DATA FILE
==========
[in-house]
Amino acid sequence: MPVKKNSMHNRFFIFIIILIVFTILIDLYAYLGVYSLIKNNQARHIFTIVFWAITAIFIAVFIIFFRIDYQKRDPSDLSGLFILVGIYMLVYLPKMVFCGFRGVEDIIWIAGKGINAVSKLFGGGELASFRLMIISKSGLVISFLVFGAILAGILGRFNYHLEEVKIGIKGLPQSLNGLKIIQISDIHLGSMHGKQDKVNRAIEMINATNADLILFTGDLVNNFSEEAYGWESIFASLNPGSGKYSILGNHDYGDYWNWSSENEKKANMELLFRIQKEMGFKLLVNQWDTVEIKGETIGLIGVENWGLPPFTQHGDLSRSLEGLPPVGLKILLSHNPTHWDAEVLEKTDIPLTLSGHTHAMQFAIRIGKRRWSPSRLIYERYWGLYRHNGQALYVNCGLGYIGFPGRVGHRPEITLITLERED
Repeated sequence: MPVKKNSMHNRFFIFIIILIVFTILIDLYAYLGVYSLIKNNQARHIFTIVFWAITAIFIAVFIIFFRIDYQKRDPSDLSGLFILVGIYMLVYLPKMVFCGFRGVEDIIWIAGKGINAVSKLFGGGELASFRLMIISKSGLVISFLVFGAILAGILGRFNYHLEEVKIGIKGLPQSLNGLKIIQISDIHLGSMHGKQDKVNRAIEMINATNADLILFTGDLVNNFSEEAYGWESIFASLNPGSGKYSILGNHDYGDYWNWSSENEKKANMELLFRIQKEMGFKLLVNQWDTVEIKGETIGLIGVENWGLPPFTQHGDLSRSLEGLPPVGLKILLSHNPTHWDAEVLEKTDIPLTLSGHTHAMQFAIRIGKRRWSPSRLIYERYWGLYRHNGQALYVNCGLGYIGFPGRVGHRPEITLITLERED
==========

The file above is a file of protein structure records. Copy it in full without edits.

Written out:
[in-house]
Amino acid sequence: MPVKKNSMHNRFFIFIIILIVFTILIDLYAYLGVYSLIKNNQARHIFTIVFWAITAIFIAVFIIFFRIDYQKRDPSDLSGLFILVGIYMLVYLPKMVFCGFRGVEDIIWIAGKGINAVSKLFGGGELASFRLMIISKSGLVISFLVFGAILAGILGRFNYHLEEVKIGIKGLPQSLNGLKIIQISDIHLGSMHGKQDKVNRAIEMINATNADLILFTGDLVNNFSEEAYGWESIFASLNPGSGKYSILGNHDYGDYWNWSSENEKKANMELLFRIQKEMGFKLLVNQWDTVEIKGETIGLIGVENWGLPPFTQHGDLSRSLEGLPPVGLKILLSHNPTHWDAEVLEKTDIPLTLSGHTHAMQFAIRIGKRRWSPSRLIYERYWGLYRHNGQALYVNCGLGYIGFPGRVGHRPEITLITLERED
Repeated sequence: MPVKKNSMHNRFFIFIIILIVFTILIDLYAYLGVYSLIKNNQARHIFTIVFWAITAIFIAVFIIFFRIDYQKRDPSDLSGLFILVGIYMLVYLPKMVFCGFRGVEDIIWIAGKGINAVSKLFGGGELASFRLMIISKSGLVISFLVFGAILAGILGRFNYHLEEVKIGIKGLPQSLNGLKIIQISDIHLGSMHGKQDKVNRAIEMINATNADLILFTGDLVNNFSEEAYGWESIFASLNPGSGKYSILGNHDYGDYWNWSSENEKKANMELLFRIQKEMGFKLLVNQWDTVEIKGETIGLIGVENWGLPPFTQHGDLSRSLEGLPPVGLKILLSHNPTHWDAEVLEKTDIPLTLSGHTHAMQFAIRIGKRRWSPSRLIYERYWGLYRHNGQALYVNCGLGYIGFPGRVGHRPEITLITLERED